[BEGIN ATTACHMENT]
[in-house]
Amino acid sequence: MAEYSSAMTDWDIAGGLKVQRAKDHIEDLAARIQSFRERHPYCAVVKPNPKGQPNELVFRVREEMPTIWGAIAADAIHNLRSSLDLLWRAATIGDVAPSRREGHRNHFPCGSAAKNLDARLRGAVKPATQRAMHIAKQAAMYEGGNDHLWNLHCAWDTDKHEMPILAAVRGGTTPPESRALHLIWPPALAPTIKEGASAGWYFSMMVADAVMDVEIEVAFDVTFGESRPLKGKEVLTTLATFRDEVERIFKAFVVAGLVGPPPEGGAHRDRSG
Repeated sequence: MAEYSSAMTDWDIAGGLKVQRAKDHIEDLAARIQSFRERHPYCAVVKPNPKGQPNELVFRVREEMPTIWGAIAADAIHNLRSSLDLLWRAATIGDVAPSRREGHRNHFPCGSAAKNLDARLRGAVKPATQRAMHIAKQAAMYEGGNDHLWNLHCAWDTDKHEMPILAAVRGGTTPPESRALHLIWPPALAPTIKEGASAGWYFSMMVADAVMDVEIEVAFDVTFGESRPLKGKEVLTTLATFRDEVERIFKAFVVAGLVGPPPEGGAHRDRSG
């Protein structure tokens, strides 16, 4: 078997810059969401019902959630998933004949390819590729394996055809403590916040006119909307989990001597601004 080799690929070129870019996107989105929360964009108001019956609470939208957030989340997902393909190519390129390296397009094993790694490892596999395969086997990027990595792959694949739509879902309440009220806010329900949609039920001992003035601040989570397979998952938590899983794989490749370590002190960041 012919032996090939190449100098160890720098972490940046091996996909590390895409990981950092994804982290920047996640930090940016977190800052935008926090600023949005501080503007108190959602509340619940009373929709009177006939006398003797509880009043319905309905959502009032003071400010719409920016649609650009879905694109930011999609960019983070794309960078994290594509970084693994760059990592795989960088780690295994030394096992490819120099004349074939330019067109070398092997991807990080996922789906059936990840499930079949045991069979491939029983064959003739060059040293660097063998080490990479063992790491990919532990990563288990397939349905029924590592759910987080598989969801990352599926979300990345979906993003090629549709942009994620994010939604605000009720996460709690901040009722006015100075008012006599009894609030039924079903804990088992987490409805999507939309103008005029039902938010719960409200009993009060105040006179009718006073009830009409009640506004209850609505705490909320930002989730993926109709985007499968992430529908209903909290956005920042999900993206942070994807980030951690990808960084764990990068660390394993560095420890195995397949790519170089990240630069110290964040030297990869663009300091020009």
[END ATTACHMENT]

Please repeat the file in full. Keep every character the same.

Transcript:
[in-house]
Amino acid sequence: MAEYSSAMTDWDIAGGLKVQRAKDHIEDLAARIQSFRERHPYCAVVKPNPKGQPNELVFRVREEMPTIWGAIAADAIHNLRSSLDLLWRAATIGDVAPSRREGHRNHFPCGSAAKNLDARLRGAVKPATQRAMHIAKQAAMYEGGNDHLWNLHCAWDTDKHEMPILAAVRGGTTPPESRALHLIWPPALAPTIKEGASAGWYFSMMVADAVMDVEIEVAFDVTFGESRPLKGKEVLTTLATFRDEVERIFKAFVVAGLVGPPPEGGAHRDRSG
Repeated sequence: MAEYSSAMTDWDIAGGLKVQRAKDHIEDLAARIQSFRERHPYCAVVKPNPKGQPNELVFRVREEMPTIWGAIAADAIHNLRSSLDLLWRAATIGDVAPSRREGHRNHFPCGSAAKNLDARLRGAVKPATQRAMHIAKQAAMYEGGNDHLWNLHCAWDTDKHEMPILAAVRGGTTPPESRALHLIWPPALAPTIKEGASAGWYFSMMVADAVMDVEIEVAFDVTFGESRPLKGKEVLTTLATFRDEVERIFKAFVVAGLVGPPPEGGAHRDRSG
């Protein structure tokens, strides 16, 4: 078997810059969401019902959630998933004949390819590729394996055809403590916040006119909307989990001597601004 080799690929070129870019996107989105929360964009108001019956609470939208957030989340997902393909190519390129390296397009094993790694490892596999395969086997990027990595792959694949739509879902309440009220806010329900949609039920001992003035601040989570397979998952938590899983794989490749370590002190960041 012919032996090939190449100098160890720098972490940046091996996909590390895409990981950092994804982290920047996640930090940016977190800052935008926090600023949005501080503007108190959602509340619940009373929709009177006939006398003797509880009043319905309905959502009032003071400010719409920016649609650009879905694109930011999609960019983070794309960078994290594509970084693994760059990592795989960088780690295994030394096992490819120099004349074939330019067109070398092997991807990080996922789906059936990840499930079949045991069979491939029983064959003739060059040293660097063998080490990479063992790491990919532990990563288990397939349905029924590592759910987080598989969801990352599926979300990345979906993003090629549709942009994620994010939604605000009720996460709690901040009722006015100075008012006599009894609030039924079903804990088992987490409805999507939309103008005029039902938010719960409200009993009060105040006179009718006073009830009409009640506004209850609505705490909320930002989730993926109709985007499968992430529908209903909290956005920042999900993206942070994807980030951690990808960084764990990068660390394993560095420890195995397949790519170089990240630069110290964040030297990869663009300091020009």